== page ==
- Emma Simmonds
- 1 December 2020
Empathetic drug trafficking drama from debut writer-director Henry Blake
The explosion in 'county lines' drug trafficking is explored with empathy in the feature debut of New Zealand-born, London-based filmmaker Henry Blake. Building on his 2017 short, he draws on his considerable experience as a youth worker to fashion a poignant and informative social realist drama.
Used to describe the expansion of narcotic operations from big cities to small towns and the phone numbers used to shift product, county lines thrives on simple, exploitative arrangements. Vulnerable children are transformed into disposable flunkies, transporting and selling drugs and getting embroiled in turf wars, as they assume much of the risk with negligible reward.
Beginning in London, Conrad Khan plays Tyler, the 14-year-old social outcast son of struggling single mother Toni (Ashley Madekwe). Already in a pupil referral unit, he's disengaged from his studies and the target of bullies. Toni works night-shifts as a cleaner and Tyler fills in as carer for his younger sister, something he really shines at. But if money is tight, their home feels safe and loving – it's a hard life, not yet a desperate one. However, when Toni loses her job Tyler feels obliged to step up, falling under the spell of the shifty Simon (portrayed chillingly by rising star Harris Dickinson).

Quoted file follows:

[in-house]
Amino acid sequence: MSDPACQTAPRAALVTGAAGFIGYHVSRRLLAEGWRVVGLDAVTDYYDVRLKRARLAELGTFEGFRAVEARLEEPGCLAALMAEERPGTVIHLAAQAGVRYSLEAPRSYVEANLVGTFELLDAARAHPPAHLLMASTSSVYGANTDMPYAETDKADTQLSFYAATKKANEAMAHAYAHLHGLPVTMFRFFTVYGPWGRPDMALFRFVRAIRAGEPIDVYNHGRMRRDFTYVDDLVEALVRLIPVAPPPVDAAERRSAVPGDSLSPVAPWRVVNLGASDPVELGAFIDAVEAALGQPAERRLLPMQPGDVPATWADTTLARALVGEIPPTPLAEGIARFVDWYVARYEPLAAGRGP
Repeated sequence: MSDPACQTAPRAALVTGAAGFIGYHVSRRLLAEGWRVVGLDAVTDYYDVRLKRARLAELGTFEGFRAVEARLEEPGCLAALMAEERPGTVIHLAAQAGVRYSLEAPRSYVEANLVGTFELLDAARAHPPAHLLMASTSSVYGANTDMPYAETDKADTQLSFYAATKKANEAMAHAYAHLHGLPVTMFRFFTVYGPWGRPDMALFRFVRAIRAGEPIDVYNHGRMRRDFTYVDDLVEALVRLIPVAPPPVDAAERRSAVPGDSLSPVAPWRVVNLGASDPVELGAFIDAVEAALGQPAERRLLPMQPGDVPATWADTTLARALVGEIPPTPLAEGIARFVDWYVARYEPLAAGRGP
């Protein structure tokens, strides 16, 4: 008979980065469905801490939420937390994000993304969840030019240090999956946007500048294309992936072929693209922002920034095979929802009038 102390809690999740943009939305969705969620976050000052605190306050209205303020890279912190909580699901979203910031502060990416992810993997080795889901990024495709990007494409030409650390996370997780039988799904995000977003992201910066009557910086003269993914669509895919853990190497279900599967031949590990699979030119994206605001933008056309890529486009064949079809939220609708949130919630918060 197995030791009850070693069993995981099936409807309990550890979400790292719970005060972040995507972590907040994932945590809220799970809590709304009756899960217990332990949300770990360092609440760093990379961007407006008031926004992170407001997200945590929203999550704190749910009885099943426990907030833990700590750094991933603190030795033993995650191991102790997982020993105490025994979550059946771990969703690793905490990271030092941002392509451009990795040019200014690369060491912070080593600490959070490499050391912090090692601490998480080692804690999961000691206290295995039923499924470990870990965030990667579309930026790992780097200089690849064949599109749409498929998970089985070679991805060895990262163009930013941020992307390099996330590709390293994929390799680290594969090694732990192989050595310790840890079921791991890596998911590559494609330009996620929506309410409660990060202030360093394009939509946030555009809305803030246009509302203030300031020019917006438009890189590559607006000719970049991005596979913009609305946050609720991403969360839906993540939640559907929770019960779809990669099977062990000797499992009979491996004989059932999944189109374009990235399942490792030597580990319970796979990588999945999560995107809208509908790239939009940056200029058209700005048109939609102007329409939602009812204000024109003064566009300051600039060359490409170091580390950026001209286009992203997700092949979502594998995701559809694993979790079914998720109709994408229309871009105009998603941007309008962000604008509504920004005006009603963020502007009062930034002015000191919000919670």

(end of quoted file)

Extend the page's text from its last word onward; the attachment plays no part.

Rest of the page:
Stark and sombre in tone, the film offers both glimmers of hope and constant reality checks. Tyler's teacher Laurence (Anthony Adjekum) carefully builds a rapport with him and a specialist steps in when they notice what he's become involved in. However, decent alternatives to a life of crime are still lacking – there's mention of Tyler's talent as a footballer but it's never suggested that this could be a possible route out.
Using low angles, an overcast aesthetic and camerawork that's either static or almost imperceptibly probing, it's a film that feels both intimate and unobtrusive, holding us discomfortingly in Tyler's predicament, creating a feeling of being trapped by circumstances – poverty, responsibility, family legacy – as the vultures circle. The dialogue is more on-the-nose than the direction but the performances are persuasive and, as it lays bare an inhumane issue in unflashy and compassionate style, this is a valiant attempt to bring a stomach-churning subject to the fore.
On digital and in cinemas Fri 4 Dec.